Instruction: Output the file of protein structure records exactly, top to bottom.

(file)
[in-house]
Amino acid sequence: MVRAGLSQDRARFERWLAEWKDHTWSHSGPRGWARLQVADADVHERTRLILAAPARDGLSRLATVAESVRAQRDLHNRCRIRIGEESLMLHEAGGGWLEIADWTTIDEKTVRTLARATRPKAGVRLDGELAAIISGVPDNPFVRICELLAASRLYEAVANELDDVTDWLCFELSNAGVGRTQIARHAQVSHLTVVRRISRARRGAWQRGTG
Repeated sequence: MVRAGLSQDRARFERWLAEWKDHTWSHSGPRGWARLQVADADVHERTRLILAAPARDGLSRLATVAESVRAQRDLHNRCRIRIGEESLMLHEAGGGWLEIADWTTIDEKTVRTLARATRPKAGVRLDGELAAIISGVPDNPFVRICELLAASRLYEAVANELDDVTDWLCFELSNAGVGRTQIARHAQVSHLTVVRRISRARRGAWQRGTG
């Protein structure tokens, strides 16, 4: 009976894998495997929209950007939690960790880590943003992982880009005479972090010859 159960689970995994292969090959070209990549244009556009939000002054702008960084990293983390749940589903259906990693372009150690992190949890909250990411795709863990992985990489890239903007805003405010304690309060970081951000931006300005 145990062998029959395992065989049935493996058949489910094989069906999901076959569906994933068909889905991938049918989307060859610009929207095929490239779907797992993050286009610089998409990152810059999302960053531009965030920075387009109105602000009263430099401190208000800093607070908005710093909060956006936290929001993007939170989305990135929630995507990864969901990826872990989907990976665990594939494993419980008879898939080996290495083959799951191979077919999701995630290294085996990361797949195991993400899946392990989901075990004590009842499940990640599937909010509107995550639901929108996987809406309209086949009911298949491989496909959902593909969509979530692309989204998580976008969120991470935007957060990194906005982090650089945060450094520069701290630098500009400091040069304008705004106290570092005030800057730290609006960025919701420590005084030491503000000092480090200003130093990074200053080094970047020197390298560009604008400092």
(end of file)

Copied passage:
[in-house]
Amino acid sequence: MVRAGLSQDRARFERWLAEWKDHTWSHSGPRGWARLQVADADVHERTRLILAAPARDGLSRLATVAESVRAQRDLHNRCRIRIGEESLMLHEAGGGWLEIADWTTIDEKTVRTLARATRPKAGVRLDGELAAIISGVPDNPFVRICELLAASRLYEAVANELDDVTDWLCFELSNAGVGRTQIARHAQVSHLTVVRRISRARRGAWQRGTG
Repeated sequence: MVRAGLSQDRARFERWLAEWKDHTWSHSGPRGWARLQVADADVHERTRLILAAPARDGLSRLATVAESVRAQRDLHNRCRIRIGEESLMLHEAGGGWLEIADWTTIDEKTVRTLARATRPKAGVRLDGELAAIISGVPDNPFVRICELLAASRLYEAVANELDDVTDWLCFELSNAGVGRTQIARHAQVSHLTVVRRISRARRGAWQRGTG
């Protein structure tokens, strides 16, 4: 009976894998495997929209950007939690960790880590943003992982880009005479972090010859 159960689970995994292969090959070209990549244009556009939000002054702008960084990293983390749940589903259906990693372009150690992190949890909250990411795709863990992985990489890239903007805003405010304690309060970081951000931006300005 145990062998029959395992065989049935493996058949489910094989069906999901076959569906994933068909889905991938049918989307060859610009929207095929490239779907797992993050286009610089998409990152810059999302960053531009965030920075387009109105602000009263430099401190208000800093607070908005710093909060956006936290929001993007939170989305990135929630995507990864969901990826872990989907990976665990594939494993419980008879898939080996290495083959799951191979077919999701995630290294085996990361797949195991993400899946392990989901075990004590009842499940990640599937909010509107995550639901929108996987809406309209086949009911298949491989496909959902593909969509979530692309989204998580976008969120991470935007957060990194906005982090650089945060450094520069701290630098500009400091040069304008705004106290570092005030800057730290609006960025919701420590005084030491503000000092480090200003130093990074200053080094970047020197390298560009604008400092």